The Auer Lab
Drawbacks Concerning Cancer Surgery
Surgical resection of solid primary malignancies is a mainstay of therapy for cancer patients. Despite being the most effective treatment for these tumors, cancer surgery has been associated with impaired metastatic clearance due to immunosuppression. In preclinical surgery models and human cancer patients, we and others have demonstrated a profound suppression of both natural killer (NK) and T cell function in the postoperative period, which has been found to play a major role concerning the enhanced development of metastases following surgery.
"...OV infection results in a profound inflammatory reaction within the tumour, initiating innate and adaptive immune responses against it... (OV) administered immediately before surgery restored NK cell activity and reduced metastic disease."
"...inactivated oncolytic Maraba virus demostrated comparable immune boosting activity as live replicating virus when used at a high enough dose."
"...surgical stress abrogates tumour antigen-specific CD8+ T-cell function... tumour antigen expressing oncolytic Maraba virus can rescue T-cell function and prolong tumour-free survival"
"OV appears to be an ideal targeted therapy... novel and clinically relevant... to activate NK and T cells... and prevent the development of metastases immediately following surgery"
"Despite being the most effective treatment (for solid tumours) ... cancer surgery has been associated with ... a profound suppression of both natural killer (NK) and T cell function..."
"...this plays a major role in the enhanced development of metastases following surgery."
Prospective Solutions The Auer Lab is Exploring
1. Natural Killer Cells
Most solid tumours are treated with surgery before they spread to other organs. Dr. Auer and others have shown that surgery itself can increase the spread of cancer to distant sites (metastasis) but despite this very few treatments are given around the time of surgery because they might be toxic to a recovering patient. Surgery suppresses many cells of the immune system, in particular Natural Killer (NK) cells. NK cells play a key role in preventing cancer cells from spreading and therefore suppression, secondary to surgery, is one reason why patients get metastases. In preliminary studies, using an animal model of surgery and cancer, Dr. Auer has demonstrated that surgery helps cancer cells to spread by suppressing NK cells. She has also demonstrated that this inhibition of NK cells can be reversed by specific anti-cancer treatments, such as oncolytic viruses (OV)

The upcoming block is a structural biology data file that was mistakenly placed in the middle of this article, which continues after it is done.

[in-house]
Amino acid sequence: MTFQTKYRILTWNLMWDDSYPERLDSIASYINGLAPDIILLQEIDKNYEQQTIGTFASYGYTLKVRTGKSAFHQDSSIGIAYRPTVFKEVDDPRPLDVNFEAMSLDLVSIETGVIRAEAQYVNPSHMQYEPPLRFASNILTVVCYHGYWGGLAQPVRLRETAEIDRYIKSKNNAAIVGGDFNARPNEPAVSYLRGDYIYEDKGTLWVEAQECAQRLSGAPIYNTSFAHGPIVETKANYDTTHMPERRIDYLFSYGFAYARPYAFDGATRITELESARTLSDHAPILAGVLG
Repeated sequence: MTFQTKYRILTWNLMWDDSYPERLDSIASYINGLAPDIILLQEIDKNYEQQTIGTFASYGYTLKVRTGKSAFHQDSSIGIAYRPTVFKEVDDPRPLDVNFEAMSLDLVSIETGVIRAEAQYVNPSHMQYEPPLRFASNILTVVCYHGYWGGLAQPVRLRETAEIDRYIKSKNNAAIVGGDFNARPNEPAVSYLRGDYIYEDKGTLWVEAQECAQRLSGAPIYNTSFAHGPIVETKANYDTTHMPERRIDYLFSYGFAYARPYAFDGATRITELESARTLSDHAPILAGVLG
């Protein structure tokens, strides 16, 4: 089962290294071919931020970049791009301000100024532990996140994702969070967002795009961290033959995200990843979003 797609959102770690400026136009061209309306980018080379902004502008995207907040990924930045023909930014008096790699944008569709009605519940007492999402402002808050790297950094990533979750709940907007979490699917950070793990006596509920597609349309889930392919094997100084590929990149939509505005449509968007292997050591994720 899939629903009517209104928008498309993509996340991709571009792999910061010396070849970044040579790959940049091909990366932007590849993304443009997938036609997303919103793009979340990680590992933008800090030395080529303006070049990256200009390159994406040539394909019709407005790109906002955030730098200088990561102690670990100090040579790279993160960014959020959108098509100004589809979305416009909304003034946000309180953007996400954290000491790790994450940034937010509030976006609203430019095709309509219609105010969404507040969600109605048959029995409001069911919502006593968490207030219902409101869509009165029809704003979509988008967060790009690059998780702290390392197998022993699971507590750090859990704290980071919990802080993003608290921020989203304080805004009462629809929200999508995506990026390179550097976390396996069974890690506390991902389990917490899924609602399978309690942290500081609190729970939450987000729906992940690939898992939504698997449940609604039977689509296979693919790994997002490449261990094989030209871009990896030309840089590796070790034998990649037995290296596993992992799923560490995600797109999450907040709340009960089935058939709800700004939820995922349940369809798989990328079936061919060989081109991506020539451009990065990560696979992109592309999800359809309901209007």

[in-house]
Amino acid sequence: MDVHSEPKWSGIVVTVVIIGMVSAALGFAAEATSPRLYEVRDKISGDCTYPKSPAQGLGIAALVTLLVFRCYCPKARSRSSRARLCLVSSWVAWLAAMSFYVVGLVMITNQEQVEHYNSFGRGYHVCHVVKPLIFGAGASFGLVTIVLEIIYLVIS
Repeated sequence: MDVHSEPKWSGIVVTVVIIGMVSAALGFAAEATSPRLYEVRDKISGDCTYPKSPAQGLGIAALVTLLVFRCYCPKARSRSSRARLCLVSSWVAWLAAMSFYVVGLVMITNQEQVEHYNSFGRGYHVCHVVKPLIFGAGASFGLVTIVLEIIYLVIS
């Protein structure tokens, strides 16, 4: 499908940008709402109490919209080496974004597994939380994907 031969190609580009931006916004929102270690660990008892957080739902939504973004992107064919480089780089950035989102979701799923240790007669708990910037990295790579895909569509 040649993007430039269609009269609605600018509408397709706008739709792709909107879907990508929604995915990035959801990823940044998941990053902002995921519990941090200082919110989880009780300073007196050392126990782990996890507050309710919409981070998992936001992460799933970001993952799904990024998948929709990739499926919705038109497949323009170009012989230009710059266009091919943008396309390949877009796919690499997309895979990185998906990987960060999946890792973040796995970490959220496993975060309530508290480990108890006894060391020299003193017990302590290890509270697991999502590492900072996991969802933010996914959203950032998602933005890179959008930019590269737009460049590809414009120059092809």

Most patients with solid tumours, like breast, colon or lung cancer, have an operation to remove the tumour, but for a number of patients the cancer will come back, often spreading to distant organs. Many patients get toxic treatments, like chemotherapy, many weeks after surgery to try and prevent this. Dr. Auer’s research is focused on trying to understand how Natural Killer (NK) cells are involved in the spread of tumour cells after surgery so that more effective and less toxic treatments can be given to patients around the time of their operation. Specifically she is interested in studying the ability of a new class of anti-cancer therapies, oncolytic viruses, to stimulate NK cells and prevent metastases when given around the time of surgery. Cancer treatments that are specifically aimed at preventing the recurrence of cancer following surgery will improve survival in all cancer patients undergoing surgery to remove their tumour.
2. Proposing a Perioperative Survivin Clinical Trial
Surgery suppresses many cells of the immune system, in particular T-cells. T-cells play a key role in preventing cancer cells from spreading and their dysfunction following surgery may be one of the reasons why some patients get metastases after their cancer has been surgically removed. T- cells can be stimulated to fight cancer by immunizing patients with a cancer vaccine combined with non-specific stimulators of the immune system. In preclinical studies in mice immunized with a cancer vaccine, Dr. Auer demonstrated that surgery helps cancer cells to grow and spread by suppressing T-cells but that this inhibition of T-cells can be reversed with non-specific immune stimulators, including interleukin-2 (IL2). Dr. Auer, and the team of co-investigators, are proposing a clinical trial to study this effect in patients undergoing surgery for colorectal cancer liver metastases, immunized around the time of surgery with a cancer vaccine, called DPX-Survivac. DPX-Survivac targets a protein called survivin, that is abnormally expressed in cancer cells and not normal cells. Studies of this vaccine in ovarian cancer patients suggests it is very effective at stimulating the immune system to recognize and attack cells that express this protein. The study will demonstrate the safety of using a cancer vaccine +/- IL-2 given before surgery as compared to after surgery and compare the ability of the cancer vaccine to stimulate the immune system to attack survivin-expressing cells. The results of this work could lead to more effective therapies that lower the risk of post-operative metastases in all cancer surgery.